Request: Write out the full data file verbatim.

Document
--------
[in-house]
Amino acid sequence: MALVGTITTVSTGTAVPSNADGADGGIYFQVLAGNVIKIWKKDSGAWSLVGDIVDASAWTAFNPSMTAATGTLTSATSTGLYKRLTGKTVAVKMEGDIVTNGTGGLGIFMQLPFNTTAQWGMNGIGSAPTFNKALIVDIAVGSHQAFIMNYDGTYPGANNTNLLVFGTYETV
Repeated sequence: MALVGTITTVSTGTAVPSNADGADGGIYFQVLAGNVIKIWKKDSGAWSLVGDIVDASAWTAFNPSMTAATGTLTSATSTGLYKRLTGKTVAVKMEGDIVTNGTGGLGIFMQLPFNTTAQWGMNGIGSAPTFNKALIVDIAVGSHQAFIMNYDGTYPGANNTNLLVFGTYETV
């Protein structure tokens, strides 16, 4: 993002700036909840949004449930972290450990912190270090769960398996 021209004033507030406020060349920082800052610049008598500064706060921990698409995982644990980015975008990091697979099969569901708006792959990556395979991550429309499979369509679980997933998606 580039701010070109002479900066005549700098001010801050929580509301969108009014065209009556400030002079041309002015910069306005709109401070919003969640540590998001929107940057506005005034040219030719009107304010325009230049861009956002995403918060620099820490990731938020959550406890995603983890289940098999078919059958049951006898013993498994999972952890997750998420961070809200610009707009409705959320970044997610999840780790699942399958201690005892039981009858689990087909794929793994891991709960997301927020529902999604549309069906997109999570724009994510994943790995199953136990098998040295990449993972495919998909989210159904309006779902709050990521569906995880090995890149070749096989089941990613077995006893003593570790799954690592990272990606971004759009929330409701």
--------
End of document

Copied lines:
[in-house]
Amino acid sequence: MALVGTITTVSTGTAVPSNADGADGGIYFQVLAGNVIKIWKKDSGAWSLVGDIVDASAWTAFNPSMTAATGTLTSATSTGLYKRLTGKTVAVKMEGDIVTNGTGGLGIFMQLPFNTTAQWGMNGIGSAPTFNKALIVDIAVGSHQAFIMNYDGTYPGANNTNLLVFGTYETV
Repeated sequence: MALVGTITTVSTGTAVPSNADGADGGIYFQVLAGNVIKIWKKDSGAWSLVGDIVDASAWTAFNPSMTAATGTLTSATSTGLYKRLTGKTVAVKMEGDIVTNGTGGLGIFMQLPFNTTAQWGMNGIGSAPTFNKALIVDIAVGSHQAFIMNYDGTYPGANNTNLLVFGTYETV
């Protein structure tokens, strides 16, 4: 993002700036909840949004449930972290450990912190270090769960398996 021209004033507030406020060349920082800052610049008598500064706060921990698409995982644990980015975008990091697979099969569901708006792959990556395979991550429309499979369509679980997933998606 580039701010070109002479900066005549700098001010801050929580509301969108009014065209009556400030002079041309002015910069306005709109401070919003969640540590998001929107940057506005005034040219030719009107304010325009230049861009956002995403918060620099820490990731938020959550406890995603983890289940098999078919059958049951006898013993498994999972952890997750998420961070809200610009707009409705959320970044997610999840780790699942399958201690005892039981009858689990087909794929793994891991709960997301927020529902999604549309069906997109999570724009994510994943790995199953136990098998040295990449993972495919998909989210159904309006779902709050990521569906995880090995890149070749096989089941990613077995006893003593570790799954690592990272990606971004759009929330409701």